You can well imagine my negative reaction to a post I read a while back from a buyer who decided to shun the help of a real estate broker.
Writing on the BrickUnderground site, Mayra David says she and her husband learned a lot from the process, though she concedes that proceeding alone may not have been the best idea:
In retrospect, it wouldn’t have been the worst thing in the world to have had the benefit of a good broker’s experience, advice, and assurance on our journey to the $196,000 fixer-upper we eventually bought.
Among the things she reported having learned were these:
- The considerable time she spent attending open houses, searching online and learning “all aspects of the transaction” really paid off;
- She had to keep pushing to see apartments, get answers from sellers and lenders, and see the transaction through to its successful completion;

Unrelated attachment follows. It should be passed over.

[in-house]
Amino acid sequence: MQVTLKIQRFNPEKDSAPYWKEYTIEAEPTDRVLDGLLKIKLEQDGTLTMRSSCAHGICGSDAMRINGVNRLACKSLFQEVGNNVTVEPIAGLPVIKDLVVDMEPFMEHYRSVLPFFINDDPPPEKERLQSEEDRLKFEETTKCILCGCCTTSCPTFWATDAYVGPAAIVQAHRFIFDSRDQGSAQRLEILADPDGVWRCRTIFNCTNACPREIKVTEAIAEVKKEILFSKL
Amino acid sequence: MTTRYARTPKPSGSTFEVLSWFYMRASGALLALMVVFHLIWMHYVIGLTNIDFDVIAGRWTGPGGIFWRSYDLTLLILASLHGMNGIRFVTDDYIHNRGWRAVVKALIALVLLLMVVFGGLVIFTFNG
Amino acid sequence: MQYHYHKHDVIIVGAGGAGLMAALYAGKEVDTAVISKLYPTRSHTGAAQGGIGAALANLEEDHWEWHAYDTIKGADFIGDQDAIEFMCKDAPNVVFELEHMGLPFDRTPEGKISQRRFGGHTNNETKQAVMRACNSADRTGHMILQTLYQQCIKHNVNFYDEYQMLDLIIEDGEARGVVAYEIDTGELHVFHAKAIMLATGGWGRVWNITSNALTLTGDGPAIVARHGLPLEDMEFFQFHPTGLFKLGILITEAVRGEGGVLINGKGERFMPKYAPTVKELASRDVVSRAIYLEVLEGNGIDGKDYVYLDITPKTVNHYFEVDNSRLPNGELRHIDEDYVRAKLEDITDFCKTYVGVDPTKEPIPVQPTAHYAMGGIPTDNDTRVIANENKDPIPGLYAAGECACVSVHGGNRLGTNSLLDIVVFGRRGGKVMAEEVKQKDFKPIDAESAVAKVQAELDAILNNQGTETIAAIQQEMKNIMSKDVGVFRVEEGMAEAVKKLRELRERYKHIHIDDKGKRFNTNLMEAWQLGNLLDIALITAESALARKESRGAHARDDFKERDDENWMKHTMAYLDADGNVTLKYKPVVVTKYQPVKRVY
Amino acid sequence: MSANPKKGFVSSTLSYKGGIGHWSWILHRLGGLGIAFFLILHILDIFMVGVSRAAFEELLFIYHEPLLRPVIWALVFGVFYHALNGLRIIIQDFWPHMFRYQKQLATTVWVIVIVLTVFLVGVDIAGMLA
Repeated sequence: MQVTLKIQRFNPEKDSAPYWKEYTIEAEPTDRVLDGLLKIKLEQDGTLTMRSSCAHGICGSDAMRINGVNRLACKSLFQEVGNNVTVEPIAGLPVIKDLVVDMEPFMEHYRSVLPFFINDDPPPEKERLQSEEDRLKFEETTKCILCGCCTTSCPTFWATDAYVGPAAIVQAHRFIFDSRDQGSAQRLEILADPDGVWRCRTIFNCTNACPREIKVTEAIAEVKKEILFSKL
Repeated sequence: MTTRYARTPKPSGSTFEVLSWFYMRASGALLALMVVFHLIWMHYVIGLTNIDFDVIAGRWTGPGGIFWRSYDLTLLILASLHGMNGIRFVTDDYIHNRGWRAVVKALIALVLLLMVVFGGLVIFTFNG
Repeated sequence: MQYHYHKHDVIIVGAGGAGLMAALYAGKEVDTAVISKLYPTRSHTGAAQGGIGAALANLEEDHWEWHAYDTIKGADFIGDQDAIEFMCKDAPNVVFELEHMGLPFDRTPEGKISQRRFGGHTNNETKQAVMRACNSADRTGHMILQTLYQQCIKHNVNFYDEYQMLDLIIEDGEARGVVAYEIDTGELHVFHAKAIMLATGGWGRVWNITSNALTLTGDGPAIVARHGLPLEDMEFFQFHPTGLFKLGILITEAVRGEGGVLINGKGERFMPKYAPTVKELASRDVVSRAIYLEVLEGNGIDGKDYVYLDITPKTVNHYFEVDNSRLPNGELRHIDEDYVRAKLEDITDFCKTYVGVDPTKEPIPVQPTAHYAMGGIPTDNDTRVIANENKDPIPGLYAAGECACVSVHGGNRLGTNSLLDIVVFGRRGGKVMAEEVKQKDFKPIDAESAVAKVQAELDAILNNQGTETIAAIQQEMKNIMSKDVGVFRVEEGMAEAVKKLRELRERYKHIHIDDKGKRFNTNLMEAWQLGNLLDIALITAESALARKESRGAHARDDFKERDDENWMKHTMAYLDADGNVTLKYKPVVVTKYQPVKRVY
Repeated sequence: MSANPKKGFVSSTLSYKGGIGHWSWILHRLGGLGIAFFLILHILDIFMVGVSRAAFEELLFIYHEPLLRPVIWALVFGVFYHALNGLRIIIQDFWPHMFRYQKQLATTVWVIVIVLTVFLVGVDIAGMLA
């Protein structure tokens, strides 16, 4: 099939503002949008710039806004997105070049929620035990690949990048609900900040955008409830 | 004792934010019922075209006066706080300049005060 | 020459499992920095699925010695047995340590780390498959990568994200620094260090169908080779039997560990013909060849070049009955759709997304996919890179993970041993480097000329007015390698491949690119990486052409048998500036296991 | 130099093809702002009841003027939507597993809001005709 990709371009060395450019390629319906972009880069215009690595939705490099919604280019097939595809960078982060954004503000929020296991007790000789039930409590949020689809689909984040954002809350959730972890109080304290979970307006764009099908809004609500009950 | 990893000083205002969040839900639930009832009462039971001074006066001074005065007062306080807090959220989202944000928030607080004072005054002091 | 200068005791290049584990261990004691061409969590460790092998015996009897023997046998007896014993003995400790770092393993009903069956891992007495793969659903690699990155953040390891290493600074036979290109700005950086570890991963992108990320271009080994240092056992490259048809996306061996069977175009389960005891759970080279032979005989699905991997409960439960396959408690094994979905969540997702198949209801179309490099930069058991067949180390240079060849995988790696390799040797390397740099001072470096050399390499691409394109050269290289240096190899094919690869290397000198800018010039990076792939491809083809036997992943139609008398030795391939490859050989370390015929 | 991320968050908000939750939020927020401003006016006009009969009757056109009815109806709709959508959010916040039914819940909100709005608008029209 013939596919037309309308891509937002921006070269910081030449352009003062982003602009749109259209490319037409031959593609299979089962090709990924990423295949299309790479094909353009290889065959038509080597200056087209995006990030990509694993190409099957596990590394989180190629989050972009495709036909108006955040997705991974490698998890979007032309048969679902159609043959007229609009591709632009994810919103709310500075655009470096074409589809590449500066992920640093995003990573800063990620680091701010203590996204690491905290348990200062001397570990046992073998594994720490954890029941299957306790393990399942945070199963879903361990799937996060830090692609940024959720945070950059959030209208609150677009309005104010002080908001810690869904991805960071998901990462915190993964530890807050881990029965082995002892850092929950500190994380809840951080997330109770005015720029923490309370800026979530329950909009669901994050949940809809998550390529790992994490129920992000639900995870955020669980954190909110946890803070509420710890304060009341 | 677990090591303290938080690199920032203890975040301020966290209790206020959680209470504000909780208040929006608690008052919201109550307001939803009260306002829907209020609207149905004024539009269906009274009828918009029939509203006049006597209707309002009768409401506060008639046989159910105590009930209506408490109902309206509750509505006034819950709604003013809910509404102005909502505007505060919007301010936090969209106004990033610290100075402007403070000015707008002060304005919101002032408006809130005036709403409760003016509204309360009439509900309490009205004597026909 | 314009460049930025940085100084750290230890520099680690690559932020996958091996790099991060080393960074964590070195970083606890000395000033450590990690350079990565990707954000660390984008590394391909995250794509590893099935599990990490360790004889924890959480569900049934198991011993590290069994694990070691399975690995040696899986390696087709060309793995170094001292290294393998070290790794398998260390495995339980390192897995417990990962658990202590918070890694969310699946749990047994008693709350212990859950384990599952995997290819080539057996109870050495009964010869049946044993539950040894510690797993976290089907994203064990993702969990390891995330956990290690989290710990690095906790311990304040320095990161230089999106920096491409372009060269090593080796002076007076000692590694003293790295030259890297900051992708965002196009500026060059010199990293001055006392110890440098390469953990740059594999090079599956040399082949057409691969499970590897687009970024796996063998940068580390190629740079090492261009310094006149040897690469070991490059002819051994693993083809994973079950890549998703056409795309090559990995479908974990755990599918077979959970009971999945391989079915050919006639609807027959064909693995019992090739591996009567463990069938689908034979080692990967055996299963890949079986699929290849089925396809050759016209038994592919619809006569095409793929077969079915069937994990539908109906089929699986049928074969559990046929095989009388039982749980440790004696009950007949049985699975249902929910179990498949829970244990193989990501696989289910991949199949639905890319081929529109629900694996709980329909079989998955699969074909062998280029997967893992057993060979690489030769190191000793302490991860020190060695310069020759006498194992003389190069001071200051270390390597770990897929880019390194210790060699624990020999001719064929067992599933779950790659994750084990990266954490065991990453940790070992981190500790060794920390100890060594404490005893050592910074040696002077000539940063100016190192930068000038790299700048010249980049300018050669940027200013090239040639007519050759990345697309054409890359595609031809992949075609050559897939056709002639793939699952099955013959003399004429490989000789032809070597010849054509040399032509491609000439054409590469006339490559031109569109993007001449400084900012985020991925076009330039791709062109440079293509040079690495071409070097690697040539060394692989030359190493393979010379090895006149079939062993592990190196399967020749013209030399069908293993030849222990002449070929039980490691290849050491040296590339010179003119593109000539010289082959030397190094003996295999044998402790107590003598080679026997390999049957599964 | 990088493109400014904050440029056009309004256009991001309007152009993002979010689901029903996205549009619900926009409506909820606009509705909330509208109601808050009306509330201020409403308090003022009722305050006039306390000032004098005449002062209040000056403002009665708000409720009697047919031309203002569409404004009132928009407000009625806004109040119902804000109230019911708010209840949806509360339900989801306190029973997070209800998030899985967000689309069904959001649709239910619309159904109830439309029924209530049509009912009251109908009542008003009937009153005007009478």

- The benefits of relying on a local lender were huge.
What is evident from David’s post is that the process required a big commitment from her. Says she:
It’s exhausting, all that pushing, but good for toning those muscles you’ll need when you’re dealing with contractors for your remodel.
True, it certainly is possible to work without a buyer’s representative. But you don’t have to read between the lines to discern that it’s not for everyone.
In other words, what beats going it alone is having an advocate who knows the market, has a complete understanding of the transaction journey, can make good referrals, helps the consumer avoid potential pitfalls, knows how to negotiate effectively and proves to be a reliable hand-holder.
And it doesn’t cost the buyer a dime.
Tomorrow: Weekly Roundup
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Licensed Associate Real Estate Broker
Senior Vice President
Charles Rutenberg Realty
127 E. 56th Street
New York, NY 10022